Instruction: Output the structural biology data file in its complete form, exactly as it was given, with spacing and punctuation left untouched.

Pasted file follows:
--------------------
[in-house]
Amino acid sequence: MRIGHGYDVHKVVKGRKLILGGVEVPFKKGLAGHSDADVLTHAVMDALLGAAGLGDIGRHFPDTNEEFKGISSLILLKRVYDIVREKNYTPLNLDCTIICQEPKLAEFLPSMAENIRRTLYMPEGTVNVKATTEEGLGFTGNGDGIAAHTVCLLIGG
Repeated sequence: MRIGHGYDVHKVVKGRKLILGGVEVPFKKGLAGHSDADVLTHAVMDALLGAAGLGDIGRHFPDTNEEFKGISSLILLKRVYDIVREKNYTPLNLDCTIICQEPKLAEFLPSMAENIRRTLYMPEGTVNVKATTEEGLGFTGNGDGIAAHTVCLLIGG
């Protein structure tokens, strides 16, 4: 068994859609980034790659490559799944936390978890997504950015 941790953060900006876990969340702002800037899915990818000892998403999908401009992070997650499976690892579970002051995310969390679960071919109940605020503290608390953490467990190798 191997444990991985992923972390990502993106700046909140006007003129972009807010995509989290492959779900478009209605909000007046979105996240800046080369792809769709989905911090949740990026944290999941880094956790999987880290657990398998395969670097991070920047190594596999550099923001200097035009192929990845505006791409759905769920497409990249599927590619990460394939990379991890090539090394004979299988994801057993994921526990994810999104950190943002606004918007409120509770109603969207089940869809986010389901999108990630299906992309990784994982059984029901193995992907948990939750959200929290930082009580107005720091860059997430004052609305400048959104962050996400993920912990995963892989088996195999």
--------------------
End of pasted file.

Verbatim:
[in-house]
Amino acid sequence: MRIGHGYDVHKVVKGRKLILGGVEVPFKKGLAGHSDADVLTHAVMDALLGAAGLGDIGRHFPDTNEEFKGISSLILLKRVYDIVREKNYTPLNLDCTIICQEPKLAEFLPSMAENIRRTLYMPEGTVNVKATTEEGLGFTGNGDGIAAHTVCLLIGG
Repeated sequence: MRIGHGYDVHKVVKGRKLILGGVEVPFKKGLAGHSDADVLTHAVMDALLGAAGLGDIGRHFPDTNEEFKGISSLILLKRVYDIVREKNYTPLNLDCTIICQEPKLAEFLPSMAENIRRTLYMPEGTVNVKATTEEGLGFTGNGDGIAAHTVCLLIGG
């Protein structure tokens, strides 16, 4: 068994859609980034790659490559799944936390978890997504950015 941790953060900006876990969340702002800037899915990818000892998403999908401009992070997650499976690892579970002051995310969390679960071919109940605020503290608390953490467990190798 191997444990991985992923972390990502993106700046909140006007003129972009807010995509989290492959779900478009209605909000007046979105996240800046080369792809769709989905911090949740990026944290999941880094956790999987880290657990398998395969670097991070920047190594596999550099923001200097035009192929990845505006791409759905769920497409990249599927590619990460394939990379991890090539090394004979299988994801057993994921526990994810999104950190943002606004918007409120509770109603969207089940869809986010389901999108990630299906992309990784994982059984029901193995992907948990939750959200929290930082009580107005720091860059997430004052609305400048959104962050996400993920912990995963892989088996195999």